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Representation of OMPs

Technically, OMPs are combinations of so-called basic preference quantities (BPQs), which are the primitive units of preference or utility valuation associated with possible design decisions. Because it is often difficult to evaluate these BPQs numerically, they are ordered relative to one another employing similar ordering relations as those employed by relative order-of-magnitude calculi [5,6].

Figure 1: Sample space of BPQs

Let $ \mathds{B}$ be the set of all BPQs with respect to a particular decision problem. The BPQs in $ \mathds{B}$ are ordered with respect to one another at two levels of granularity, by two relations $ \ll$ and $ <$. First, $ \mathds{B}$ is partitioned into orders of magnitude, which are ordered by $ \ll$. Then, the BPQs within each order of magnitude are ordered by $ <$. Formally, an order-of-magnitude ordering over BPQs $ \mathds{B}$ is a tuple $ \langle \mathbf{O},\ll\rangle$, where $ \mathbf{O}=\{O_1,\ldots,O_q\}$ is a partition of $ \mathds{B}$ and $ \ll$ is an irreflexive and transitive binary relation over $ \mathbf{O}$. Any subset of BPQs $ O\in\mathbf{O}$ is said to be an order of magnitude in $ \mathds{B}$. Similarly, a within-magnitude ordering over a set of BPQs is a tuple $ \langle O,<\rangle$, where $ O$ is an order of magnitude in $ \mathds{B}$ and $ <$ is an irreflexive and transitive binary relation over $ O$.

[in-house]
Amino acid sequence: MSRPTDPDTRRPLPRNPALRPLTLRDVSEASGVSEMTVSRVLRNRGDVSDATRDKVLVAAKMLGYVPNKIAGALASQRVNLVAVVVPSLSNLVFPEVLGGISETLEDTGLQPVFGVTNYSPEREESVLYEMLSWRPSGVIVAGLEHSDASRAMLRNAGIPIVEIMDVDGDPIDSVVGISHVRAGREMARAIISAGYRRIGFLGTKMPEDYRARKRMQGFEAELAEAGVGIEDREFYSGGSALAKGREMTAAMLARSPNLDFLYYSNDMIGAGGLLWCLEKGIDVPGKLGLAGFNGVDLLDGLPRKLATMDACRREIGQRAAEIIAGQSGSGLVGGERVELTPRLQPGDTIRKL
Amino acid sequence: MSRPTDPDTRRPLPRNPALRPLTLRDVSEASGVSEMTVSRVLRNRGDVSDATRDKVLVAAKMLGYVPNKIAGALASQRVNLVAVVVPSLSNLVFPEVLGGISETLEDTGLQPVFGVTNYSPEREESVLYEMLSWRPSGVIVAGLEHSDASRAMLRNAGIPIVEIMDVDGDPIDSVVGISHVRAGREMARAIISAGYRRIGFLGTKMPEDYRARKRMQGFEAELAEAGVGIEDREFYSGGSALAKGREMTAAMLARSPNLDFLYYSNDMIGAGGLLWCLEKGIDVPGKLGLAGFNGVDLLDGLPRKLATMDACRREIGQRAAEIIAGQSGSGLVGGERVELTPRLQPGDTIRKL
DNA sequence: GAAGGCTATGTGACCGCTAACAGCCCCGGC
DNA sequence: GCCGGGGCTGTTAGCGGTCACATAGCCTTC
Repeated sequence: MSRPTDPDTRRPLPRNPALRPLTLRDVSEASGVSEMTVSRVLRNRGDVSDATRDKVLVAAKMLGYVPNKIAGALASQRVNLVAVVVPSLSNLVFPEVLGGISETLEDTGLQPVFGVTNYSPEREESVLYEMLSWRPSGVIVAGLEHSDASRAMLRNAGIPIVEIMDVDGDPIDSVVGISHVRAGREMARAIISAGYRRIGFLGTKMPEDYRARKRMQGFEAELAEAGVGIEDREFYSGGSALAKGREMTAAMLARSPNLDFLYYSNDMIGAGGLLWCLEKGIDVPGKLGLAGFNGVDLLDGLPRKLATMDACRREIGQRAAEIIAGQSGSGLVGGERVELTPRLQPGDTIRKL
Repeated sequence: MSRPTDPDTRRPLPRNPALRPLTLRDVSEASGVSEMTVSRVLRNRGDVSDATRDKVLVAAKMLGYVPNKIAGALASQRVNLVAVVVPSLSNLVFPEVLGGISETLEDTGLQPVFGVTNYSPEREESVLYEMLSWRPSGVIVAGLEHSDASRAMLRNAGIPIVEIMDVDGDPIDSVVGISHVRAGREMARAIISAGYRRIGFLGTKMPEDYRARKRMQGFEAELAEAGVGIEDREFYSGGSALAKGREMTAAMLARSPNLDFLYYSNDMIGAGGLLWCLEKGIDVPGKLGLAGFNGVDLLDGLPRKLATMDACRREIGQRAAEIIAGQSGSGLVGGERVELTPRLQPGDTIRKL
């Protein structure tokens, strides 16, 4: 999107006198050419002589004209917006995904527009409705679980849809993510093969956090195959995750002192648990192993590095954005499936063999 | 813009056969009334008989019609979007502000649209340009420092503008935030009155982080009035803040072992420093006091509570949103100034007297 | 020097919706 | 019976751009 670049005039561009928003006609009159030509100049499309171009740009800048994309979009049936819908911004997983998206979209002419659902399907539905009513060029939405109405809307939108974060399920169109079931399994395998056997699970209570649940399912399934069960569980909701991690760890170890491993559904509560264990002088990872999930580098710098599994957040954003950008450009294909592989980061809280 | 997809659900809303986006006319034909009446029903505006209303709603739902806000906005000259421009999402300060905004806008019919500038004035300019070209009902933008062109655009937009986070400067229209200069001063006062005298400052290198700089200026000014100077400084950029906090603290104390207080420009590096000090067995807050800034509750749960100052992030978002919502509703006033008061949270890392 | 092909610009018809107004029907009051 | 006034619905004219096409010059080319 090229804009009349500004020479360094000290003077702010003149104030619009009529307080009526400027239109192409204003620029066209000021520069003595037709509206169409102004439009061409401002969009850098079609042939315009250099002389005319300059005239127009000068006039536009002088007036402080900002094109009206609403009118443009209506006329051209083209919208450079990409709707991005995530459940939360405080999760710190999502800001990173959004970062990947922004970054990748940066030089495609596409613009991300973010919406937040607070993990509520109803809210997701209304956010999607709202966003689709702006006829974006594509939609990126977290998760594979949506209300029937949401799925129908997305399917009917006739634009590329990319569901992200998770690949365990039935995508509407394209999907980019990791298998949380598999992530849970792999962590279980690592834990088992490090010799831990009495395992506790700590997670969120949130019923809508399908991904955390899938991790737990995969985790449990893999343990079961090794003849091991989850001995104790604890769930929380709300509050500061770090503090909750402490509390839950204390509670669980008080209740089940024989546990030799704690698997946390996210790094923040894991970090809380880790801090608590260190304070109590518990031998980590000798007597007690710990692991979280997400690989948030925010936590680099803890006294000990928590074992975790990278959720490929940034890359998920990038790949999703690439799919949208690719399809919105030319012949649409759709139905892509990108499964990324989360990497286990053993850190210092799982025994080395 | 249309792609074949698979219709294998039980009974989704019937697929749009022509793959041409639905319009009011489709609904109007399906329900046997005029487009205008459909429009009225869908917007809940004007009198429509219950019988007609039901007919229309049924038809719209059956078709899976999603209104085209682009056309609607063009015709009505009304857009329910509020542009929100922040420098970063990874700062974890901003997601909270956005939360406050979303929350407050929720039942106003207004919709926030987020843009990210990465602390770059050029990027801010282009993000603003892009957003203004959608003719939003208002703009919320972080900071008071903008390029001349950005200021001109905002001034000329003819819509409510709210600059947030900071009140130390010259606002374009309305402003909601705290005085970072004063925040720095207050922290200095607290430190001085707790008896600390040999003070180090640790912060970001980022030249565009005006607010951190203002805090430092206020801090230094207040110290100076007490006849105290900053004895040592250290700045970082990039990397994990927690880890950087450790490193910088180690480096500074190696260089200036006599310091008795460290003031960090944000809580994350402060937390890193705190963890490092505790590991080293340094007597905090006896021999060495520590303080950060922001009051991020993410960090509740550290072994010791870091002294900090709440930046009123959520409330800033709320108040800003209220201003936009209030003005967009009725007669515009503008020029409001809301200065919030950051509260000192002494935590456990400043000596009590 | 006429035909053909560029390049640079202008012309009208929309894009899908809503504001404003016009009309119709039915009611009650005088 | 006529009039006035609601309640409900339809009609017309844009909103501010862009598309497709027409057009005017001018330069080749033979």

To illustrate these ideas, consider the problem of constructing an ecological model describing a scenario containing a number of populations. Let some of the populations be parasites and others be hosts for these parasites. Also, assume that certain populations compete with others for scarce resources. In order to construct a scenario model, the compositional modeller must make a number of model design decisions: which population growth, host-parasitoid and competition phenomena are relevant, and which types of model best describe these phenomena.

Figure 1 shows a sample space of BPQs that correspond to the selection of types of model. For the sake of illustration, the presumption is made that the quality of a scenario model depends on the inclusion of types of model, rather than on the inclusion or exclusion of phenomena. Apart from $ b_{23}$ and $ b_{31}$, all BPQs correspond to standard textbook ecological models1. BPQ $ b_{23}$ stands for the use of a population growth model that is implicit in another population growth model (the Lotka-Volterra model, for instance, implicitly includes its own concept of growth). Finally, BPQ $ b_{31}$ is the preference associated with a competition model (say, the only one included in the knowledge base).

The 9 BPQs in this sample space are partitioned over 3 orders of magnitude. The $ \ll$ relation orders the orders of magnitude: $ O_2\ll
O_1$ and $ O_2\ll O_3$. The binary $ <$ relation orders individual BPQs within an order of magnitude. In the BPQ ordering within $ O_1$, for instance, Rogers' host-parasitoid model ($ b_{11}$) is preferred over that by Nicholson and Bailey ($ b_{12}$) and the Holling predation model ($ b_{13}$). The latter two models can not be compared with one another, but they both are preferred over the Lotka-Volterra model. Furthermore, Thompson's host-parasitoid model is less preferred than that of Nicholson and Bailey, but it can not be compared with the Lotka-Volterra and Holling models.

next up previous
Next: Combinations of OMPs Up: Order-of-magnitude preferences (OMPs) Previous: Order-of-magnitude preferences (OMPs)
Jeroen Keppens 2004-03-01